Journal Issue

World military spending on the upswing

International Monetary Fund. External Relations Dept.
Published Date:
December 2003
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Some suggested that the events of September 11, 2001, would spark an increase in military spending through higher outlays on security, and thus reverse the fall in military spending since the mid-1980s. Recent data confirm that this has happened.

According to the IMF’s World Economic Outlook ( WEO); Stockholm International Peace Research Institute (SIPRI); and International Institute for Strategic Studies (IISS), world military spending, as a share of GDP, increased to between 2.4 percent and 2.6 percent in 2002 depending on the data source (see table, at right) from between 2.3 percent and 2.4 percent in 2000 largely because of rising outlays in advanced economies (see top chart, page 376). As a share of government expenditure, worldwide military spending increased to between 6.7 percent and 7.3 percent in 2002 from between 6.5 percent and 7.0 percent in 2000. While the overall increase is small as a share of GDP, it is sizable in absolute terms—approximately $32 billion to $64 billion. This compares with estimates of additional resources required to achieve the Millennium Development Goals ranging between $40 billion and $60 billion annually.

Most of the recent increase in military spending is attributable to major industrial countries, which account for more than 60 percent of world military spending. They increased their military outlays by an average of 0.2-0.3 percentage points of GDP between 2000 and 2002, representing more than 80 percent of the total increase in world military spending in absolute terms. Developing countries and transition economies also increased their military spending somewhat during the two-year period.

Military spending as a share of GDP remained highest in the Middle East where spending increased by 0.2-1.6 percentage points of GDP between 2000 and 2002. Military spending was lowest for developing countries in the Western Hemisphere and for transition economies in Central and Eastern Europe. WEO data indicate that military spending in Africa and Asia remained stable during 2001-02, with the decline in the number of conflicts in Africa contributing to this trend.

IMF program countries hold the line

Military spending in countries with IMF-supported programs stabilized in the latter half of the 1990s and remained at about 2.3 percent of GDP in 2002. Spending in countries pursuing programs supported by the IMF under the Poverty Reduction and Growth Facility (PRGF) was lower than the average for all PRGF-eligible countries by 0.2-0.7 percentage point of GDP in 2001-02. At the same time, the heavily indebted poor countries (HIPCs) that reached the decision point under the enhanced HIPC Initiative spent between 0.2 and 0.5 percentage point of GDP less on military outlays in 2001-02 than the average for all countries with PRGF-supported programs.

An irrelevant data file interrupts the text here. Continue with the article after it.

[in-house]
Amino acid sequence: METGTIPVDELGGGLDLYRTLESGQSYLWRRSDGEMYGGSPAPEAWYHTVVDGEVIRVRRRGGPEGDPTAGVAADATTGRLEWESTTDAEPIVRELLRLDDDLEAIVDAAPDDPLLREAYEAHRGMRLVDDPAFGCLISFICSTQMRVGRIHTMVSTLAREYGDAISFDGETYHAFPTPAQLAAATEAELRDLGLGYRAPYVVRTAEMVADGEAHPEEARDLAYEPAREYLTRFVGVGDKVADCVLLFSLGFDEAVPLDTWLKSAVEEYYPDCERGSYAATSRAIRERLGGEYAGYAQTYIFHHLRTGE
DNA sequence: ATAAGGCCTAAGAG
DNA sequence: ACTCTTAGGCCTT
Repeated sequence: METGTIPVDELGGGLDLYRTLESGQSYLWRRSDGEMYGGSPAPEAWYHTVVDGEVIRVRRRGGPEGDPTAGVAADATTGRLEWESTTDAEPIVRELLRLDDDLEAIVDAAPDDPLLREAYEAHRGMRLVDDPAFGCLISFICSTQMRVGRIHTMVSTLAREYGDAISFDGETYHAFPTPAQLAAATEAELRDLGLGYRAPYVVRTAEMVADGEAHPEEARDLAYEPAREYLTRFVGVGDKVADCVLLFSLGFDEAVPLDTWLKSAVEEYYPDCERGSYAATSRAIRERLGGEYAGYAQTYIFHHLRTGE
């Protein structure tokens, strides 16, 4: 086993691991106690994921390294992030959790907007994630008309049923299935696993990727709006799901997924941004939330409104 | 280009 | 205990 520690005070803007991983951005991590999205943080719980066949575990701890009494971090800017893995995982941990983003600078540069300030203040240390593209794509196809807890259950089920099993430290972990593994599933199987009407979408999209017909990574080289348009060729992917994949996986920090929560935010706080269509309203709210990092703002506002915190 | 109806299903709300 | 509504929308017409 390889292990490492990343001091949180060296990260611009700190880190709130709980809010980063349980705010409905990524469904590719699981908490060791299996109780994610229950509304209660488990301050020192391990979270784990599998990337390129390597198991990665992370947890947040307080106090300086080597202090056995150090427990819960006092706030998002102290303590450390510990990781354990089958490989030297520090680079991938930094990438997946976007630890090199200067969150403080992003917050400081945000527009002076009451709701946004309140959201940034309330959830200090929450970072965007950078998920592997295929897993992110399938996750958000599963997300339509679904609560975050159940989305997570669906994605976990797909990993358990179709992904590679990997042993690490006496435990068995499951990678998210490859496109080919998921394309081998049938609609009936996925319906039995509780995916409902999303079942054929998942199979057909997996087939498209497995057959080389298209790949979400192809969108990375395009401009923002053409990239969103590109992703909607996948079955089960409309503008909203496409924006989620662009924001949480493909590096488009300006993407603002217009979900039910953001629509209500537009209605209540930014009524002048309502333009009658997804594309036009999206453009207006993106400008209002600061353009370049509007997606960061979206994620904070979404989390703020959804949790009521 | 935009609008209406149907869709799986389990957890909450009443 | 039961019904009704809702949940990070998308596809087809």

Greater transparency of military outlays in the budget, as a result of reform of public expenditure management systems, may have contributed to lower military spending in Africa. Military spending in Africa was between 7.6 percent and 8.6 percent of government expenditure in 2002 compared with between 8.3 percent and 9.1 percent in 2000. A recent study by the Organization for Economic Cooperation and Development (OECD) concluded that the introduction of medium-term expenditure frameworks has helped promote transparency of military budgeting in some African countries.

Regional variations persist

(percent of GDP)

Data: IMF, World Economic Outlook database

More resources for poverty reduction

(change in percent of GDP)1

Citation: 32, 22; 10.5089/9781451925692.023.A007

Data: IMF, World Economic Outlook database and IMF staff reports

1 From pre-Poverty Reduction and Growth Facility (PRGF) year to the latest year.

2 All countries that participate in the Heavily Indebted Poor Countries Initiative have PRGF programs.

Poverty budgets reap the benefits

Countries with PRGF-supported programs increased allocations for poverty-reduction programs while reducing military spending. Based on a sample of 26 countries for which data for both military spending and poverty-reducing spending are available, military spending fell, on average, by 0.3 percent of GDP in 2002 compared with 1999, while poverty-reducing spending increased by 2.3 percent of GDP (see chart, bottom, this page). As a share of government expenditures, military expenditures declined by 1.9 percent and poverty-reducing spending increased by 6.9 percent over the same period, reflecting increased emphasis on pro-poor spending in PRGF-supported program countries. Spending increases in HIPCs benefiting from debt relief were slightly larger than those for PRGF-supported program countries as a whole.

Next issue of the IMF Survey: January 19, 2004

Laura Wallace


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